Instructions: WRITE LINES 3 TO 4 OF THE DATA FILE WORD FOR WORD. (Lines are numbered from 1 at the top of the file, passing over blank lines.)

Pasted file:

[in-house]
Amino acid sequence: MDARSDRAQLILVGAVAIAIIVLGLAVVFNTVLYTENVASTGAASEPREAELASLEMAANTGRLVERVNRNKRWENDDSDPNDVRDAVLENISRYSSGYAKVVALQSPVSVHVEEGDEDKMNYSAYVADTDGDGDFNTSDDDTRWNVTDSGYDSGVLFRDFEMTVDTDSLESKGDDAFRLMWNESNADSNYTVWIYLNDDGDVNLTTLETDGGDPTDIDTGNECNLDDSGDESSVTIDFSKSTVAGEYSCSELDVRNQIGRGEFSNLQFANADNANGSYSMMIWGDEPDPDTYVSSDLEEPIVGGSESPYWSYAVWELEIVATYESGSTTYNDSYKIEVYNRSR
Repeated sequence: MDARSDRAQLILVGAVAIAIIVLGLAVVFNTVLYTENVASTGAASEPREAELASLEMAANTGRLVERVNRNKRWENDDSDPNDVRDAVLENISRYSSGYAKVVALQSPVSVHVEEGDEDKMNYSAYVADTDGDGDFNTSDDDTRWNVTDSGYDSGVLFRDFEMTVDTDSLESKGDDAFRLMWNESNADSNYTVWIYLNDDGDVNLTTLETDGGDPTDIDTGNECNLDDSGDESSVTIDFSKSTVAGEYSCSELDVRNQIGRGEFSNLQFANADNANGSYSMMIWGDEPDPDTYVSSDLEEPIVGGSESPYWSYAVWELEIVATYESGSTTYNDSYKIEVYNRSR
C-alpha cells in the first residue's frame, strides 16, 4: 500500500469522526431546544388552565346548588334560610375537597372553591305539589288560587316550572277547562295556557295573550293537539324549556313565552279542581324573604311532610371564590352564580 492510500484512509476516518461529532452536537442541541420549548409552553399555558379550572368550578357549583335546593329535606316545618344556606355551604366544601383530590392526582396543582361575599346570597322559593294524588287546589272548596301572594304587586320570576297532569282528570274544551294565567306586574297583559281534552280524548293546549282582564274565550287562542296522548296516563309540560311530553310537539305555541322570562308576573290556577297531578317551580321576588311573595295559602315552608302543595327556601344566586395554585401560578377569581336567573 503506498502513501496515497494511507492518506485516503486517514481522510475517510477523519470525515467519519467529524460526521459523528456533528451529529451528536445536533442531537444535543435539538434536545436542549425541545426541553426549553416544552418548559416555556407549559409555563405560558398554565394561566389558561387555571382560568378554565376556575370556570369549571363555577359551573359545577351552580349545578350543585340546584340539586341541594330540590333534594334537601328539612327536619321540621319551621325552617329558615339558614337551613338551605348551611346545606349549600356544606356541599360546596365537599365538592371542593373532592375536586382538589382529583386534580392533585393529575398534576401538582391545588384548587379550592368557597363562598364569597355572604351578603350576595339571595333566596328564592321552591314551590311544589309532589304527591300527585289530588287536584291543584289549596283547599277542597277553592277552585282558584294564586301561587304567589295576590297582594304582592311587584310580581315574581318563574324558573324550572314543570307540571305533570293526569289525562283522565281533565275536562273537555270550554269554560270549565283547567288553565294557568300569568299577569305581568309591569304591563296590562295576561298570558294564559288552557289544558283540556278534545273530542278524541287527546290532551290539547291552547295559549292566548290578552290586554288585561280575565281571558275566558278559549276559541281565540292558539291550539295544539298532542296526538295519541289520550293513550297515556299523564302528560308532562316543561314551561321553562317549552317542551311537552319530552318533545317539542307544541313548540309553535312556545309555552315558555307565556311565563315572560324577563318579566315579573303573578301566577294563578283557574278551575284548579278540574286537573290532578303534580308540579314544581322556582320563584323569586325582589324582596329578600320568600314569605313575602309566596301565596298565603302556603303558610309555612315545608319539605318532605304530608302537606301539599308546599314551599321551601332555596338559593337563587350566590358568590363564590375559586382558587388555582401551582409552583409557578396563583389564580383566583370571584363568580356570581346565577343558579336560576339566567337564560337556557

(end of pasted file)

Repeated sequence: MDARSDRAQLILVGAVAIAIIVLGLAVVFNTVLYTENVASTGAASEPREAELASLEMAANTGRLVERVNRNKRWENDDSDPNDVRDAVLENISRYSSGYAKVVALQSPVSVHVEEGDEDKMNYSAYVADTDGDGDFNTSDDDTRWNVTDSGYDSGVLFRDFEMTVDTDSLESKGDDAFRLMWNESNADSNYTVWIYLNDDGDVNLTTLETDGGDPTDIDTGNECNLDDSGDESSVTIDFSKSTVAGEYSCSELDVRNQIGRGEFSNLQFANADNANGSYSMMIWGDEPDPDTYVSSDLEEPIVGGSESPYWSYAVWELEIVATYESGSTTYNDSYKIEVYNRSR
C-alpha cells in the first residue's frame, strides 16, 4: 500500500469522526431546544388552565346548588334560610375537597372553591305539589288560587316550572277547562295556557295573550293537539324549556313565552279542581324573604311532610371564590352564580 492510500484512509476516518461529532452536537442541541420549548409552553399555558379550572368550578357549583335546593329535606316545618344556606355551604366544601383530590392526582396543582361575599346570597322559593294524588287546589272548596301572594304587586320570576297532569282528570274544551294565567306586574297583559281534552280524548293546549282582564274565550287562542296522548296516563309540560311530553310537539305555541322570562308576573290556577297531578317551580321576588311573595295559602315552608302543595327556601344566586395554585401560578377569581336567573 503506498502513501496515497494511507492518506485516503486517514481522510475517510477523519470525515467519519467529524460526521459523528456533528451529529451528536445536533442531537444535543435539538434536545436542549425541545426541553426549553416544552418548559416555556407549559409555563405560558398554565394561566389558561387555571382560568378554565376556575370556570369549571363555577359551573359545577351552580349545578350543585340546584340539586341541594330540590333534594334537601328539612327536619321540621319551621325552617329558615339558614337551613338551605348551611346545606349549600356544606356541599360546596365537599365538592371542593373532592375536586382538589382529583386534580392533585393529575398534576401538582391545588384548587379550592368557597363562598364569597355572604351578603350576595339571595333566596328564592321552591314551590311544589309532589304527591300527585289530588287536584291543584289549596283547599277542597277553592277552585282558584294564586301561587304567589295576590297582594304582592311587584310580581315574581318563574324558573324550572314543570307540571305533570293526569289525562283522565281533565275536562273537555270550554269554560270549565283547567288553565294557568300569568299577569305581568309591569304591563296590562295576561298570558294564559288552557289544558283540556278534545273530542278524541287527546290532551290539547291552547295559549292566548290578552290586554288585561280575565281571558275566558278559549276559541281565540292558539291550539295544539298532542296526538295519541289520550293513550297515556299523564302528560308532562316543561314551561321553562317549552317542551311537552319530552318533545317539542307544541313548540309553535312556545309555552315558555307565556311565563315572560324577563318579566315579573303573578301566577294563578283557574278551575284548579278540574286537573290532578303534580308540579314544581322556582320563584323569586325582589324582596329578600320568600314569605313575602309566596301565596298565603302556603303558610309555612315545608319539605318532605304530608302537606301539599308546599314551599321551601332555596338559593337563587350566590358568590363564590375559586382558587388555582401551582409552583409557578396563583389564580383566583370571584363568580356570581346565577343558579336560576339566567337564560337556557